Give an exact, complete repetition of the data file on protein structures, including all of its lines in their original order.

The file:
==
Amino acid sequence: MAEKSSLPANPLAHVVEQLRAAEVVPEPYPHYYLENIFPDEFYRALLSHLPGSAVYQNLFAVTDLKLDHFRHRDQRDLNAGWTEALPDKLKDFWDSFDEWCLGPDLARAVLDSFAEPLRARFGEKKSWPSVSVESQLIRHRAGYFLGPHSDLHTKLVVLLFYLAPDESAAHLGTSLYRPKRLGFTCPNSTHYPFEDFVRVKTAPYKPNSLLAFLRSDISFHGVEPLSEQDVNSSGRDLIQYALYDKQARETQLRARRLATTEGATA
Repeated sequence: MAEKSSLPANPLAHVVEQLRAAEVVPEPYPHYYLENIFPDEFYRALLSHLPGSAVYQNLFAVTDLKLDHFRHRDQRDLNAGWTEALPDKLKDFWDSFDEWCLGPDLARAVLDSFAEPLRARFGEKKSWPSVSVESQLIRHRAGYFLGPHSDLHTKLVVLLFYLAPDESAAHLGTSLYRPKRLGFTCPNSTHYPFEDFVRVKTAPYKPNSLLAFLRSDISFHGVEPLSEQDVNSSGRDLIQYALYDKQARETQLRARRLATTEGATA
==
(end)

Amino acid sequence: MAEKSSLPANPLAHVVEQLRAAEVVPEPYPHYYLENIFPDEFYRALLSHLPGSAVYQNLFAVTDLKLDHFRHRDQRDLNAGWTEALPDKLKDFWDSFDEWCLGPDLARAVLDSFAEPLRARFGEKKSWPSVSVESQLIRHRAGYFLGPHSDLHTKLVVLLFYLAPDESAAHLGTSLYRPKRLGFTCPNSTHYPFEDFVRVKTAPYKPNSLLAFLRSDISFHGVEPLSEQDVNSSGRDLIQYALYDKQARETQLRARRLATTEGATA
Repeated sequence: MAEKSSLPANPLAHVVEQLRAAEVVPEPYPHYYLENIFPDEFYRALLSHLPGSAVYQNLFAVTDLKLDHFRHRDQRDLNAGWTEALPDKLKDFWDSFDEWCLGPDLARAVLDSFAEPLRARFGEKKSWPSVSVESQLIRHRAGYFLGPHSDLHTKLVVLLFYLAPDESAAHLGTSLYRPKRLGFTCPNSTHYPFEDFVRVKTAPYKPNSLLAFLRSDISFHGVEPLSEQDVNSSGRDLIQYALYDKQARETQLRARRLATTEGATA